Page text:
Miller makes it three gold at Trinbago 2023, as Bates and Will live out déjà vu at velodrome


Inez Miller (WA) has continued her golden run at the Trinbago 2023 pool claiming gold in the women’s 400m freestyle, as track cycling got underway with an Australian double by Lauren Bates (ACT) and Keira Will (NSW) in the women’s points race. 

Miller has also won gold in the 200m freestyle and mixed 4x200m relay, silver in the 100m freestyle and bronze in the mixed 4x100m relay to boast a five-medal haul with one day of swimming remaining. 

“I’m pumped, it was a solid swim. It was my first time under 4:16 for the first time in two years so that’s really, really good,” Miller, who clocked 4:14.97, said. 

Mikayla Bird (Qld) joined Miller on the gold medal winners’ list when she stopped the clock at 1:00.15 in the women’s 100m butterfly. Her trophy cabinet also includes victory in the mixed 4x200m freestyle and three bronze medals. 

Elsewhere, Hannah Allen (Qld, 4:18.72) and Lillie McPherson (NSW, 1:00.80) won their maiden Trinbago 2023 medals by touching the wall for silver in the women’s 400m freestyle and women’s 100m butterfly respectively. 

“Inez same so well for her gold medal and I’m so excited with what’s to come for me. I can’t wait to swim my 800m tomorrow,” Allen said. 

“That was the swim I planned. I went out relatively cruisey, but came back and finished strong so was happy,” McPherson added. 

“It’s been so great to experience everything over here, seeing the culture has been so much fun.” 

Australia’s medal tally on the penultimate day at the pool was rounded out by bronze in the mixed 4x100m relay in a time of 3:36.03, as England (3:33.44) and Scotland (3:35.60) won gold and silver respectively. 

For Bates and Will, it was a case of déjà vu as they traded the asphalt of the road for the wooden velodrome floor. 

Competing in the points race, the duo fought it out across 60-laps with points awarded ever ten laps to the rider first past the post. 

The current Oceania champion, it was Bates who took the win with 27 points, edging out the Australian champion Will who finished on 19 points. 

Will confirmed post-race that the duo had another gold-silver result in their sights.  

“It was a smaller field that I’m used to, making the race quite different. There was some strong competition, though, and we definitely had to make sure we were paying attention because there were a couple of strong moves that we almost missed,” Will said. 

In the men’s sprint qualifying round, Tayte Ryan (SA) clocked the fastest time of the day at 10.670, earning himself automatic qualification to the semi-finals. Liliya Tatarinoff (NSW) also earned herself a spot in the semi-finals of the women’s event.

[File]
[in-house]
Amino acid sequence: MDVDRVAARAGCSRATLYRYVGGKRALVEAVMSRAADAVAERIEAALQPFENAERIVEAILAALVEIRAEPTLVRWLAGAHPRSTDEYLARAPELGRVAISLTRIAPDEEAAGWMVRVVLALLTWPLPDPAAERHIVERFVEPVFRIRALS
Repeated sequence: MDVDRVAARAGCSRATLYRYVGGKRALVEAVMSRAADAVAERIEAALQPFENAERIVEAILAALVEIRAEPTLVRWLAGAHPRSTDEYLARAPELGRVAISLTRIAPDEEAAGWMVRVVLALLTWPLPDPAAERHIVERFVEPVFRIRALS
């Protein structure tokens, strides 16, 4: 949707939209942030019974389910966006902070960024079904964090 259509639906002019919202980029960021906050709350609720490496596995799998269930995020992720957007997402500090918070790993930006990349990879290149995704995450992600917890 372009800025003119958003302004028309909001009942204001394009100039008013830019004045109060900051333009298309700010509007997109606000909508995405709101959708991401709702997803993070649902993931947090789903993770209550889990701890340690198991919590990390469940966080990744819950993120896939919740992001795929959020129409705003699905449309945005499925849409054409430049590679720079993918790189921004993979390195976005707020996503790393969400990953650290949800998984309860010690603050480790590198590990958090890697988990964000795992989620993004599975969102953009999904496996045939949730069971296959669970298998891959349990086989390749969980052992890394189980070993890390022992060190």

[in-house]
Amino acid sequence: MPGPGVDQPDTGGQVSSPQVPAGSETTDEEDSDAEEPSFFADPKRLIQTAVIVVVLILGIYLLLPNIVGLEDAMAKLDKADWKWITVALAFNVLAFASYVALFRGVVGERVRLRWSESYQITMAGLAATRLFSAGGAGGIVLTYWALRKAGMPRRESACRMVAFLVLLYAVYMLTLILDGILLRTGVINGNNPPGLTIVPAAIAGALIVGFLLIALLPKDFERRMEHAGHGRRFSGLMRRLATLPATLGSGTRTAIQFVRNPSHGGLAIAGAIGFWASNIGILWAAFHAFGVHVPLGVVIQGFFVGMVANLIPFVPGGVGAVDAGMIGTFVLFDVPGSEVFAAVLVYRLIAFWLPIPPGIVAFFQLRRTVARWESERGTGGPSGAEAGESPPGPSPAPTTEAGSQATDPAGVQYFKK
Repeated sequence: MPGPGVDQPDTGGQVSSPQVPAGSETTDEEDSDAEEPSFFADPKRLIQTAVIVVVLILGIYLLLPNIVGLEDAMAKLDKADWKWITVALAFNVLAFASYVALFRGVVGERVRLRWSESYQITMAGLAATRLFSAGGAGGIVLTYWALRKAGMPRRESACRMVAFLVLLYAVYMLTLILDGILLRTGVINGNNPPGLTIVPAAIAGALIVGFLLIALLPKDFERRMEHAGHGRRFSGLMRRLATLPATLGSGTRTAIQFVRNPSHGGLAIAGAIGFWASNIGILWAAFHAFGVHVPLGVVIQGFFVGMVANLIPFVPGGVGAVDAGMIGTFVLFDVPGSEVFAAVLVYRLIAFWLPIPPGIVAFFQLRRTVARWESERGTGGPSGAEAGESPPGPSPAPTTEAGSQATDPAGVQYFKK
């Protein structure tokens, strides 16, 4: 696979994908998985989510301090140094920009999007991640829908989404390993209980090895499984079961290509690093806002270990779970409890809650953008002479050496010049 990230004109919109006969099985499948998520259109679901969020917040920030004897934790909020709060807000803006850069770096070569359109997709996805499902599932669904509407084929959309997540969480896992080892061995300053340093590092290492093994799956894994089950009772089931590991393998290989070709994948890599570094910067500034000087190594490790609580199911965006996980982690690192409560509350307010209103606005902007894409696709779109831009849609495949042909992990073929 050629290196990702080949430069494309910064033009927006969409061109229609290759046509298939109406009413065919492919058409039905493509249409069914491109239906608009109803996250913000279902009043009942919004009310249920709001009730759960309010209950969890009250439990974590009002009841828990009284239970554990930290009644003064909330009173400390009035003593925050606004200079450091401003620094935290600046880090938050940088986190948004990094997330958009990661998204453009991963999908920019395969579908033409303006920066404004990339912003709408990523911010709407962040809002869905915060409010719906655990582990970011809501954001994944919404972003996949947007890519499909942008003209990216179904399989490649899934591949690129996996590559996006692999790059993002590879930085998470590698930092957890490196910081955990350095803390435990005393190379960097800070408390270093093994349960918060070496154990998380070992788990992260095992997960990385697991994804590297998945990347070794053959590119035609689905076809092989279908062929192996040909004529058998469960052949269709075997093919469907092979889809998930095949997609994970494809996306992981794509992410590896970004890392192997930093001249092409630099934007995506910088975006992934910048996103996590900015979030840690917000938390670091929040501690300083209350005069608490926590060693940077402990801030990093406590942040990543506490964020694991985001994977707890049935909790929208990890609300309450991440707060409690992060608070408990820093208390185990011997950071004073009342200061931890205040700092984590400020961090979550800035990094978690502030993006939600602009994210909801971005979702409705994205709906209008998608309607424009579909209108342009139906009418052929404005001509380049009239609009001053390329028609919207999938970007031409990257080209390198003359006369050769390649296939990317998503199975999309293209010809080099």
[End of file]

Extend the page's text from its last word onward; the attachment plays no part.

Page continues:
Noah Blannin (QLD) and Sam McKee (TAS) were also in action, competing in the qualifying round of the men’s individual pursuit. Both will progress to the bronze medal race. 

At the Hasely Crawford Stadium, Chelsy Wayne (NSW) added silver to an already eight-strong athletics medal haul in the women’s discus throw. 

Wayne shared the lead across the six-throw competition, improving on a 48.79m best effort in the last round to sit in the gold medal position. 

Her new mark of 49.39m was then bettered on the very last throw, as Alicia Khunou (49.59m) of South Africa became Commonwealth Youth Games champion. 

“It was intense out there, so close. I just wanted to throw more and more, but it’s the best that I could do,” Wayne said. 

“I’m so happy and excited, I can’t wait to share the news with my friend. It’s a wild experience and I’m loving meeting new people. 

“This is all about experience. I need to now focus on pulling out bigger throws in my earlier attempts, it’s something that I know I need to do.” 

Narrowly missing a medal was Daniel Williams (NSW), with the 17-year-old stopping the clock at 3:45.91 to place fourth in the men’s 1500m final. 

A challenger throughout before the pace quickened in the closing lap, Williams was edged out for a spot on the podium by Kenyans Jospat Kipkirui (gold, 3:37.66) and Andrew Amalisi (silver, 3:38.12) and Ugandan Jacob Sande (bronze, 3:39.69) 

In the men’s 400m hurdles, Matthew Hunt (NSW, 53.83) automatically progressed to the final after placing among the top-three in his semi-final. Jack Love (Qld) did not advance. 

The swimming action will conclude tomorrow, with two further days of activity at the velodrome and athletics stadium to round out competition in Port of Spain. 

Among the highlights on day five will be Delta Amidzovski (NSW) in the women’s 100m hurdles, after she broke the long-standing under 18 record of two-time Commonwealth Games champion Sally Pearson earlier this year. 



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